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Such is the ease of transport these days in cities like London, Sydney and Singapore that my two eldest children used not to think twice about letting me find my way to their homes. And I’ve always been happy about that because it’s actually much easier to travel on trains, tubes and buses than to struggle through the traffic, especially during rush hours.

Now I don’t know whether it’s reverence for my great age or whether they fear I might get lost but I was met at the airport by Kate in Sydney and returned there five days later. And Adam was there to meet me in Singapore and he and Janice dropped me back there again for my flight to London, so all in all I’ve been pretty spoilt!

The plane was over half an hour early so we actually arrived at the airport at almost exactly the same time. Adam was delighted to welcome me to their new home and we got there with just enough time for a quick tour of their new apartment and brief chats before we all made for our beds.

Adam had arrived back from Myanmar the day before, Janice had been working as hard as ever and I’d been in the air for over eight hours so sleep was essential.

On Friday morning Adam decided that he’d like to take me for a stroll around the new area they’ve moved to since I was here last. They used to live near River Valley Road, close to all the embassies, which is a fairly sterile 2area, but now they’re in Tiong Bahru which has a real village feel to it.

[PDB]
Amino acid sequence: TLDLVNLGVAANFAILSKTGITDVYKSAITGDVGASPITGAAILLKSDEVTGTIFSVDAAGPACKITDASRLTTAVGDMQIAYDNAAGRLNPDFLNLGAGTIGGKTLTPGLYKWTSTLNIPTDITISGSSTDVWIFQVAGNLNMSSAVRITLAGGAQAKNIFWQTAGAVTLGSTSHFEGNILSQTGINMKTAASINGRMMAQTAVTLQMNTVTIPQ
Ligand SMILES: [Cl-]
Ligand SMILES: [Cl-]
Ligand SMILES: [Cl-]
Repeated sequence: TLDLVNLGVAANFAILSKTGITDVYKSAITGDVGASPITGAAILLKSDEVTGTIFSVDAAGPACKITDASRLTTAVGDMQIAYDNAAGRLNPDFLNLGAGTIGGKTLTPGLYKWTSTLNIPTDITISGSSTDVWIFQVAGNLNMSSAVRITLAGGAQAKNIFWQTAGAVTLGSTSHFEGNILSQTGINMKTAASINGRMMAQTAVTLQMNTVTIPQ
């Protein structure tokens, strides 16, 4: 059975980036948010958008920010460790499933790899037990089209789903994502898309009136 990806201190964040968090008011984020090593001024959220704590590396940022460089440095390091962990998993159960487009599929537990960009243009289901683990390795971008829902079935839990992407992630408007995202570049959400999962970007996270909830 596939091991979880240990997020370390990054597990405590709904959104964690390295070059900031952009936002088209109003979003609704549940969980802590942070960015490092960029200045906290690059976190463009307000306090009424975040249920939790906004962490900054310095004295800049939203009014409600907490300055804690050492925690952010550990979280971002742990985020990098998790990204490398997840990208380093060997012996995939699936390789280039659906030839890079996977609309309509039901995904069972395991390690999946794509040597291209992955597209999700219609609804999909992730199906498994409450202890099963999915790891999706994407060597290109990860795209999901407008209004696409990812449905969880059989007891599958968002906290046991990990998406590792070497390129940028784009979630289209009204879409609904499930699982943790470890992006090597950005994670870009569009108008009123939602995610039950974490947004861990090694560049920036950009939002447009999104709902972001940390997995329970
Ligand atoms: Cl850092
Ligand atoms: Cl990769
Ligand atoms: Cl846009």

Apart from the fact that, hidden behind all the facades are a wealth of cafes, restaurants, 1massage salons and the like, there were also one or two quirky frontages to make one smile.

Adam explained to me that the Tiong Bahru Estate was built in the 1930s and is one of the oldest housing estates in Singapore.

Tiong Bahru combines the Hokkien word ‘Tiong’ meaning ‘to die’ with the Malay word ‘bahru’ meanng ‘new’. Bit spooky! Together the term means ‘New Cemetery’ which logically suggests the presence of an older graveyard. My Chinese friend, Jean, would probably tell me it isn’t very lucky in Feng Shui terms to live within sight of a cemetery, but as all the graves were moved years ago, I don’t suppose this is relevant.

In the early 20th century, the area around Tiong Bahru road was mostly farmland or cemeteries. The area was swampy and mosquito-ridden which gave the authorities cause for concern as Tiong Bahru was located close to the Singapore General Hospital. Until the 1920s the area was dotted with many graves but in 1925 it was declared unsanitary and designated for improvement. Squatters were cleared out, the graves in Teong Lama and Tiona Bahruy were exhumed and the area was then filled in and levelled, a task completed by 1930.

The task of draining and developing the area fell upon the Singapore Improvement Trust (SIT), a government body administered by the British colonial authority to provide for mass public housing in Singapore.

By 1931 SIT had filled in 72 acres of swampy land and built the necessary roads, drains and culverts. At first, SIT tried to sell the plots to private developers but this failed due to the prevailing economic climate. As a result, SIT decided to develop Tiong Bahru estate itself in 1936. The first flats in Tiong Bahru were completed in December 1936.